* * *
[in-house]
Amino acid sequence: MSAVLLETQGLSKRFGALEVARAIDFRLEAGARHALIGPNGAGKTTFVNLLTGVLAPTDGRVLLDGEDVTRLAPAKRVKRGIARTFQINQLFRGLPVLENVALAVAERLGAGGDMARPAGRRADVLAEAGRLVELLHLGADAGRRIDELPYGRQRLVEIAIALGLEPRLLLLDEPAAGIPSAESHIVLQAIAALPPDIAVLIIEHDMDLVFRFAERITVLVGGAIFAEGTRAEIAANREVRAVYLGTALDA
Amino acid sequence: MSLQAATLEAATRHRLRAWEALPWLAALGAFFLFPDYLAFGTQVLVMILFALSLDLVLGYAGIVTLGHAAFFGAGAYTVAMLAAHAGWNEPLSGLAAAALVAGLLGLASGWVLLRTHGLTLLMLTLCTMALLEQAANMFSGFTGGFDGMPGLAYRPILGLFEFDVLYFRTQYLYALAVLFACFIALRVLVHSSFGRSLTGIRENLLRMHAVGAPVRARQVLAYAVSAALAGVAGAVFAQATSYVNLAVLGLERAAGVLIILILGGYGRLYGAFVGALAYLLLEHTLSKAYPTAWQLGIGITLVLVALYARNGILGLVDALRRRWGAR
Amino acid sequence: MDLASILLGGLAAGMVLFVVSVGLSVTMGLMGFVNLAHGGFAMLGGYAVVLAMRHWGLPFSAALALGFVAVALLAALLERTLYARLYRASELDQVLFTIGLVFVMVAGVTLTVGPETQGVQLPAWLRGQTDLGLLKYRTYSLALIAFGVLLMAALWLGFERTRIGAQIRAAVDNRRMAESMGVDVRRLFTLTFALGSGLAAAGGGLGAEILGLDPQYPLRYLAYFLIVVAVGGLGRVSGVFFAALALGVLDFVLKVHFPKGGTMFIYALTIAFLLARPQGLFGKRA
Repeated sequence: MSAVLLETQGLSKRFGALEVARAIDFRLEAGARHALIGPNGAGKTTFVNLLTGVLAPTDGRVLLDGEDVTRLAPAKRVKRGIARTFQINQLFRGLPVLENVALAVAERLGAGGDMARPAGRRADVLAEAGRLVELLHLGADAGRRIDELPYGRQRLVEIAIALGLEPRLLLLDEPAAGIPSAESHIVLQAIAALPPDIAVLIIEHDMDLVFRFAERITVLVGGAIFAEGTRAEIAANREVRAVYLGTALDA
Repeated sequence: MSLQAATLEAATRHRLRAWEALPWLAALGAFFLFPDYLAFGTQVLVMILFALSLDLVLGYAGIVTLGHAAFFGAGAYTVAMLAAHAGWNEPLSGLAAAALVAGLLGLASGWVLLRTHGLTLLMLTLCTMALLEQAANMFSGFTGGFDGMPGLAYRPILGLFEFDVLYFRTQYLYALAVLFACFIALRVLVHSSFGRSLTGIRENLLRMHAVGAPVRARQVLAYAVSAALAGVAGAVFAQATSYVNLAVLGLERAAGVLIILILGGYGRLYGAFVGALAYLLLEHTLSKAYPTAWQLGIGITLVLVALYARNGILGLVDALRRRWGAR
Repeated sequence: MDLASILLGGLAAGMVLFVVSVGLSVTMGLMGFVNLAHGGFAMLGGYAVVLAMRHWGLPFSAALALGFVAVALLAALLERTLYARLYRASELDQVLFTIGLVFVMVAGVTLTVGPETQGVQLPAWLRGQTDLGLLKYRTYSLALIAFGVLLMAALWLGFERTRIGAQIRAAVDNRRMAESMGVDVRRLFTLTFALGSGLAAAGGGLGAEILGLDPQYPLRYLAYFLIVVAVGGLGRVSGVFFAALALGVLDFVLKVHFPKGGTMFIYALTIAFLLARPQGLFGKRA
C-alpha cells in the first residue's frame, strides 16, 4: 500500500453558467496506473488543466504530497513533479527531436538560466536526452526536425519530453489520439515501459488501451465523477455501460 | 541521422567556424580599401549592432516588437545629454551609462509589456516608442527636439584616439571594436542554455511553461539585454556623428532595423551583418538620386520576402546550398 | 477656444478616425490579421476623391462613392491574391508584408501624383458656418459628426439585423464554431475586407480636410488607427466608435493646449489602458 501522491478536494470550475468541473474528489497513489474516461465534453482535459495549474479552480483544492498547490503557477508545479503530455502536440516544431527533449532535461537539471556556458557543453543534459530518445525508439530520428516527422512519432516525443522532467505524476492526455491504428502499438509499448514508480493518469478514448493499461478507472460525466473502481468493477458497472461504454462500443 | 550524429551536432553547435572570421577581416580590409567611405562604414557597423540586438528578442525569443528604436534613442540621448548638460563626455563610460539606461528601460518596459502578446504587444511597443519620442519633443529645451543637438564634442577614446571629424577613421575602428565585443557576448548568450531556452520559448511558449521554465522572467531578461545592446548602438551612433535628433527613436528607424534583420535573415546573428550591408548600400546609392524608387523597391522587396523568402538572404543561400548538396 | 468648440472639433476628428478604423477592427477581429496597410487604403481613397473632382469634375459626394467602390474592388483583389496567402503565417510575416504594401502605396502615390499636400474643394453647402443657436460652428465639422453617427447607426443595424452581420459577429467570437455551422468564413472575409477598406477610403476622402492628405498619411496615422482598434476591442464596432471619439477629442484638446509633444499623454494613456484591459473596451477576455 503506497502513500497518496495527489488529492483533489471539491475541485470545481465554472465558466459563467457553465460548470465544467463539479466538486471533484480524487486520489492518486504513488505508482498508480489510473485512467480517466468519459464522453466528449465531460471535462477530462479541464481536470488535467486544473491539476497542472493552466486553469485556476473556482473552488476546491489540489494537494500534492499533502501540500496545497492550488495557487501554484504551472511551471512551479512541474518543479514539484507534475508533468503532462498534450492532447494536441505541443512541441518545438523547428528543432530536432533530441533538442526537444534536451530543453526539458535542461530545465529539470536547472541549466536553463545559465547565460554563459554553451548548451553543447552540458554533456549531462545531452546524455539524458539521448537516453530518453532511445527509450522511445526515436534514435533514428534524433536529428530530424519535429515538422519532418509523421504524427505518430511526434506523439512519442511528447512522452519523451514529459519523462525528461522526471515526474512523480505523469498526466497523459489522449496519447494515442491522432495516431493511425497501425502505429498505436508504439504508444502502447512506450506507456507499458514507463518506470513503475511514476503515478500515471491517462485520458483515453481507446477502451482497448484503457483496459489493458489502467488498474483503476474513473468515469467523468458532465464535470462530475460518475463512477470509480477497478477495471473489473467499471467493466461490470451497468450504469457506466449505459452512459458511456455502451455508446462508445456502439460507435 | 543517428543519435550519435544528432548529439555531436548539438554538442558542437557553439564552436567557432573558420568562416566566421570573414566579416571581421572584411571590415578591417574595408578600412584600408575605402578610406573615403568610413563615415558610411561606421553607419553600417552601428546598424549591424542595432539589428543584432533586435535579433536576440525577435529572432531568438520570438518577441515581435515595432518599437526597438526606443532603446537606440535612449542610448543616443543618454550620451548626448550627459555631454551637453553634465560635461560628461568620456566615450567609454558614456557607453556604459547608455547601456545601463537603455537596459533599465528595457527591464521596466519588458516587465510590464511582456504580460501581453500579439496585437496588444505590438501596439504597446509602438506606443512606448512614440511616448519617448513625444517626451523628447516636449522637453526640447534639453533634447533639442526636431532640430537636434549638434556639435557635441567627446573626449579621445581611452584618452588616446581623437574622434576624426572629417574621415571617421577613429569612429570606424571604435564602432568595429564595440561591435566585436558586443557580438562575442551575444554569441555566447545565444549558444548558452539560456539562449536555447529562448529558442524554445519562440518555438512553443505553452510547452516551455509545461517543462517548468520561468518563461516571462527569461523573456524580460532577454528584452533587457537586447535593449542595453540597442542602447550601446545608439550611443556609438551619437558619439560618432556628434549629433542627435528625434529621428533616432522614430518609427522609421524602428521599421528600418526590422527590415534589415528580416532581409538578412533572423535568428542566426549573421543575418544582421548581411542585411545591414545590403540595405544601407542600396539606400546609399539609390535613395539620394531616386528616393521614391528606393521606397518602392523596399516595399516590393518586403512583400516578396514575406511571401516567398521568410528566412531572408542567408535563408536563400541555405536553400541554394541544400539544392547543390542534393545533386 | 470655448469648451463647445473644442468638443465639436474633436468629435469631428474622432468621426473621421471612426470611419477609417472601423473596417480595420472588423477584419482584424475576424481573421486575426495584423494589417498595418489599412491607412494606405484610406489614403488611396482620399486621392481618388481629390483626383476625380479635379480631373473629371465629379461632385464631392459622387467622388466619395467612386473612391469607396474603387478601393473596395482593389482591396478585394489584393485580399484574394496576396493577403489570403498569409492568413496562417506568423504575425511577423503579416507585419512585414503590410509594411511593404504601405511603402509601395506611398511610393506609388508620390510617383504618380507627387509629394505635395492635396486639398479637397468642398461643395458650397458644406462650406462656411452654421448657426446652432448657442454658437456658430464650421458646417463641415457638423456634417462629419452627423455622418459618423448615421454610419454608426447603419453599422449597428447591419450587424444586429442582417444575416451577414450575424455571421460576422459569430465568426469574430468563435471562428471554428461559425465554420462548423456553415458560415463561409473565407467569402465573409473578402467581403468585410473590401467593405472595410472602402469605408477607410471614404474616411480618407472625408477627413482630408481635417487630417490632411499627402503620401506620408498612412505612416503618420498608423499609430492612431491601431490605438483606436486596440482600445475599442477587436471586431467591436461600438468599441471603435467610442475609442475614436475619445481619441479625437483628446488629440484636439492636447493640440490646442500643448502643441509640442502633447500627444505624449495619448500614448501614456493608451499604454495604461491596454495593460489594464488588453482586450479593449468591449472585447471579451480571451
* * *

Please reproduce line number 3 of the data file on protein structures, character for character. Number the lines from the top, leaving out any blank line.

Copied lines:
Amino acid sequence: MSLQAATLEAATRHRLRAWEALPWLAALGAFFLFPDYLAFGTQVLVMILFALSLDLVLGYAGIVTLGHAAFFGAGAYTVAMLAAHAGWNEPLSGLAAAALVAGLLGLASGWVLLRTHGLTLLMLTLCTMALLEQAANMFSGFTGGFDGMPGLAYRPILGLFEFDVLYFRTQYLYALAVLFACFIALRVLVHSSFGRSLTGIRENLLRMHAVGAPVRARQVLAYAVSAALAGVAGAVFAQATSYVNLAVLGLERAAGVLIILILGGYGRLYGAFVGALAYLLLEHTLSKAYPTAWQLGIGITLVLVALYARNGILGLVDALRRRWGAR